Clinical Focus


  • Fellow
  • Healthcare Epidemiology
  • Antibiotic Stewardship

Professional Education


  • Bachelor of Science, University of Richmond (2007)
  • Doctor of Medicine, University of Virginia (2012)
  • Master of Public Health, University of Virginia (2012)

All Publications


  • A 36-Year-Old Woman From West Africa With Newly Diagnosed AIDS and a Spinal Cord Mass CLINICAL INFECTIOUS DISEASES Hitchcock, M. M., Aggarwal, I., Chang, A., Weiel, J. J., Szumowski, J. D. 2018; 66 (7): 1147–49

    View details for DOI 10.1093/cid/cix894

    View details for Web of Science ID 000427897000028

  • Low Yield of FilmArray GI Panel in Hospitalized Patients with Diarrhea: an Opportunity for Diagnostic Stewardship Intervention. Journal of clinical microbiology Hitchcock, M. M., Gomez, C. A., Banaei, N. 2018; 56 (3)

    Abstract

    The FilmArray GI panel (BioFire Diagnostics, Salt Lake City, UT) is a multiplex, on-demand, sample-to-answer, real-time PCR assay for the syndromic diagnosis of infectious gastroenteritis that has become widely adopted and, in some instances, has replaced conventional stool culture and parasite exams. Conventional testing has historically been restricted among hospitalized patients due to low diagnostic yield, but it is not known whether use of the FilmArray GI panel should be circumscribed. Cary-Blair stool samples submitted for FilmArray GI panel in adult patients admitted to an academic hospital from August 2015 to January 2017 were included in this study. Of 481 tests performed >72 h after admission, 29 (6.0%) were positive, all for a single target, excludingClostridium difficileWhen follow-up tests beyond the first positive per hospitalization were excluded, 20 (4.8%) of 414 tests were positive. There was no difference in yield by immune status. Most targets detected were viral (79% of all positives [n= 23] and 70% in unique patients [n= 14]). All four cases positive for a bacterial target could not be confirmed and presentation was atypical, suggesting possible false positives. After removing potential false positives and chronic viral shedders, the yield was 3.0% (12/406). Repeat testing performed >72 h after admission and following a negative result within the first 72 h was done in 19 patients and 100% (22/22) remained negative. The FilmArray GI panel has low yield in adult patients hospitalized for >72 h, similar to conventional stool microbiology tests, and it is reasonable to restrict its use in this population.

    View details for DOI 10.1128/JCM.01558-17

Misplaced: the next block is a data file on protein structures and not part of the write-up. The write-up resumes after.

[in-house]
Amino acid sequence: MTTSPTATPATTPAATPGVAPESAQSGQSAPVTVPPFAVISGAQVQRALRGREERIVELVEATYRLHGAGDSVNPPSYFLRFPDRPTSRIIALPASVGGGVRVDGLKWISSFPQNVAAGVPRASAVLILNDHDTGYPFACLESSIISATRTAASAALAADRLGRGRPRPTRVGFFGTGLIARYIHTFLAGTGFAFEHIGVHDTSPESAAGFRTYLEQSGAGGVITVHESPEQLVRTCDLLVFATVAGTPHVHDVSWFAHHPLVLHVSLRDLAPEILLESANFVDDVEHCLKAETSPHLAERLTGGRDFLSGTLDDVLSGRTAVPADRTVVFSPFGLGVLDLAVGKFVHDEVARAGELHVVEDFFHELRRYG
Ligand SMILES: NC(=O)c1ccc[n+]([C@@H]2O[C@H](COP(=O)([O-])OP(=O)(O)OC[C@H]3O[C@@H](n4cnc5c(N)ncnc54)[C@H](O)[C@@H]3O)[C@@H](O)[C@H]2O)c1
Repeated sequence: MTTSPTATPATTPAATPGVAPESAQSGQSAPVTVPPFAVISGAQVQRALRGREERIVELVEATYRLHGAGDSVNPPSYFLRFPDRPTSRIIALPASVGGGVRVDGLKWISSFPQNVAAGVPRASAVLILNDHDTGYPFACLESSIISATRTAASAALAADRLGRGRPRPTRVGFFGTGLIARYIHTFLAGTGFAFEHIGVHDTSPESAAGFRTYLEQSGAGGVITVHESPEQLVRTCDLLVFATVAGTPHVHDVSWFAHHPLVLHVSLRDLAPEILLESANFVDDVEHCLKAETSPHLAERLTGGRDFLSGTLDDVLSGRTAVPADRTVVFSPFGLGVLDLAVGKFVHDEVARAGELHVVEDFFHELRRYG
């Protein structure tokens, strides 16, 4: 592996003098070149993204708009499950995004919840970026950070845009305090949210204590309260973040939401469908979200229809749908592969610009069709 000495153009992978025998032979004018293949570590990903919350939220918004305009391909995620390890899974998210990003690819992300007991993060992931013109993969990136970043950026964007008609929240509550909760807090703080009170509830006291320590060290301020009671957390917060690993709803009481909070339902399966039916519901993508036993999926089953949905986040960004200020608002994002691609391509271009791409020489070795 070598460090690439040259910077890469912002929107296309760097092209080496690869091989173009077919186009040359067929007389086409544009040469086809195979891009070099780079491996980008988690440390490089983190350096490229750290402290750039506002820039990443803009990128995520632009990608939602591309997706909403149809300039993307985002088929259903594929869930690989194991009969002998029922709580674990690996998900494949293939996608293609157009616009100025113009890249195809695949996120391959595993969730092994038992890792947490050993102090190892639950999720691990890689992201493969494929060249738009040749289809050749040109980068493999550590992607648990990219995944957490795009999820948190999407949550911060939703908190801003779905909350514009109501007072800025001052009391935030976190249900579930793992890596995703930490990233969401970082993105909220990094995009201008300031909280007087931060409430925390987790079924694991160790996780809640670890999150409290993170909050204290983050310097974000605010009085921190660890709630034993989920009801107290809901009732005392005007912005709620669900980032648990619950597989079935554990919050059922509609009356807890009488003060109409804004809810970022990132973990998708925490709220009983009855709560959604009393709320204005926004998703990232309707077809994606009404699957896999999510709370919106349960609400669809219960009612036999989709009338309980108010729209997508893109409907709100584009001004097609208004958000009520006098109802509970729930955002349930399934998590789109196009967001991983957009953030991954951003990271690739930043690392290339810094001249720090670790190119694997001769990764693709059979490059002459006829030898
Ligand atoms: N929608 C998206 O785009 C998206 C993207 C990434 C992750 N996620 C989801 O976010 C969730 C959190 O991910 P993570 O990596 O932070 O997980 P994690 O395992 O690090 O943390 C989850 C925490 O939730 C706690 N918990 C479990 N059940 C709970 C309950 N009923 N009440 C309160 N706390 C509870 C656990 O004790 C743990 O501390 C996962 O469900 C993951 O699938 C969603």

View details for PubMedID 29237784

  • Is Follow-up Testing with FilmArray Gastrointestinal Multiplex PCR Panel Necessary? Journal of clinical microbiology Park, S., Hitchcock, M. M., Gomez, C. A., Banaei, N. 2017

    Abstract

    FilmArray GI Panel (BioFire Diagnostics, Salt Lake City, UT) is a simple, sample-to-answer, on-demand, multiplex, nucleic acid amplification test for syndromic diagnosis of infectious gastroenteritis. The aim of this study was to measure the yield of follow-up testing with FilmArray GI Panel within 4 weeks of an initial test. Consecutive adult and pediatric patients tested at an academic institution between August 2015 and June 2016 were included in this study. Of 145 follow-up tests in 106 unique patients with an initial negative result, 134 (92.4%) tests and 98 (92.5%) patients remained negative upon follow-up testing. Excluding targets that are not reported at our institution (Clostridium difficile, enteroaggregative Escherichia coli, enteropathogenic E. coli, and enterotoxigenic E. coli), 137 (94.5%) follow-up tests and 101 (95.3%) patients remained negative. Weekly conversion rates were not significantly different across the 4-week follow-up interval. No epidemiological or clinical factors were significantly associated with a negative to positive conversion. Of 80 follow-up tests in patients with an initial positive result, 43 (53.8%) remained positive for the same target, 34 (42.5%) were negative, and 3 were positive for a different target (3.8%). Follow-up testing with FilmArray GI Panel within 4 weeks of a negative result rarely changed the initial result, and the follow-up test reverted to negative less than half the time after an initial positive result. In the absence of clinical or epidemiological evidence for a new infection, follow-up testing should be limited and FilmArray GI Panel should not be used as a test of cure.

    View details for DOI 10.1128/JCM.02354-16

    View details for PubMedID 28122874